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"The Triumph of St Thomas Aquinas", 1471, by Benozzo Gozzoli

In retail financial markets, mis-selling has become a high-profile and costly issue. Investors who lose money may sue for compensation over mis-selling if they can show their professional adviser did not tell them as much as they needed to know before they made their decision. With settlements for mis-selling claims on PPI and on interest rate swaps having run into billions of pounds, financial advisers have found out how costly it can be to fall short of requirements to disclose risk. But where does that responsibility stop? For all the regulatory and legal attention trained on definitions of mis-selling, no hard and fast rule draws the line between disclosing too little and disclosing enough. Today’s investment markets may have coined the term mis-selling, but the borders between fair und unfair selling practices were already in dispute in the second century BC when Greek Stoics tabled the ethical dilemma facing the Merchant of Rhodes.

Consider — a famine on the island of Rhodes has squeezed up the price of grain, several grain merchants from Alexandria have set sail to deliver supplies, and when one of these merchants arrives ahead of his competitors he has to choose: should he reveal more grain is on the way, or keep his knowledge to himself? Depending on his choice, buyers will pare back bids for grain, or otherwise pay extraordinary prices. For Greek Stoics, the right choice for an ethical man was to share information, even if this meant he had to settle for lower profits. For 1,500 years, this verdict stood unchallenged — endorsed by Cicero, Ambrose of Milan, and Augustine (the latter did not think salesmen were entitled to profits in the first place). However, after Thomas Aquinas (1225-1274) had another look at the issue, conventional wisdom was overturned.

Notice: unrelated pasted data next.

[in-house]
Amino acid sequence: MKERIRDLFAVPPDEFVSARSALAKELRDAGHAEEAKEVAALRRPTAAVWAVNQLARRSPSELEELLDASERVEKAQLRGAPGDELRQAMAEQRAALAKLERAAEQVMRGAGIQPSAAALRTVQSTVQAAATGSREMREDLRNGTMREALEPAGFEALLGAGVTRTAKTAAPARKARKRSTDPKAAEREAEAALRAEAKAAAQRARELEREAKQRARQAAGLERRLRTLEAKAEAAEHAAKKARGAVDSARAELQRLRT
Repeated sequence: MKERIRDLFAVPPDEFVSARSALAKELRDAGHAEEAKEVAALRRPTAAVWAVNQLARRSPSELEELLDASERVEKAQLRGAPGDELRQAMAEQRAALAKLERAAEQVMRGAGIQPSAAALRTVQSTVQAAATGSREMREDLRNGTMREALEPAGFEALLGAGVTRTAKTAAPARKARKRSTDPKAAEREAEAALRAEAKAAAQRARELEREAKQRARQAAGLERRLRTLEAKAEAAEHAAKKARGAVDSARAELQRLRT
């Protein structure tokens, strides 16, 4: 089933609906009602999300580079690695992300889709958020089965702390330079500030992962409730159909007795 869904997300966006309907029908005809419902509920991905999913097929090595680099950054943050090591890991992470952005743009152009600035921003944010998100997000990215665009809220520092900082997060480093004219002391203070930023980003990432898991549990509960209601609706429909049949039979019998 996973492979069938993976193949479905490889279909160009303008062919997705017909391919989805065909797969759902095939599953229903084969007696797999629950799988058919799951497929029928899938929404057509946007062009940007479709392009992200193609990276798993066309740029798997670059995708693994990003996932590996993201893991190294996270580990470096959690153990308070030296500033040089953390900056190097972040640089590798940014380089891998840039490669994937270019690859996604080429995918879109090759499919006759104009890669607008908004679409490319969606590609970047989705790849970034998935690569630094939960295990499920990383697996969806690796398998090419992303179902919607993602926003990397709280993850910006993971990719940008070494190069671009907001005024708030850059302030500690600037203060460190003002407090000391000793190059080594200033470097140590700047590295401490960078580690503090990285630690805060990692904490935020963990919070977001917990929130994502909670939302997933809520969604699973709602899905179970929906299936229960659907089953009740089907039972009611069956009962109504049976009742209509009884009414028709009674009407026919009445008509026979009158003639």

Aquinas devoted an entire chapter of the Summa theologiae to the ethics of salesmanship. The gist of De fraudulentia was that a salesman had to play it straight with customers, but not to the point of undercutting his own business. Aquinas drew the fine line separating fair from unfair salesmanship with an everyday example from the trade in horses: suppose a horse was lame, then that should be made known to a buyer because lameness would only be discovered after the sale was closed. On the other hand, if a horse was blind in one eye, then a buyer could find that out without having been told and so the seller had no liability to disclose. Aquinas then turned to the Merchant of Rhodes, where the issue was not a defect in the product itself but the risk that prices might drop. Aquinas wrote that if the Merchant of Rhodes told Rhodians prices would drop soon,  his goodwill was commendable — but he would have been within his rights had he kept his knowledge to himself and sold at prevailing prices. Aquinas arrived at this assessment on the grounds that whilst a salesman had to disclose defects inherent in his merchandise, fluctuations in market conditions were not intrinsic to the product. Thus, Aquinas acquitted the Merchant of Rhodes of wrongdoing.
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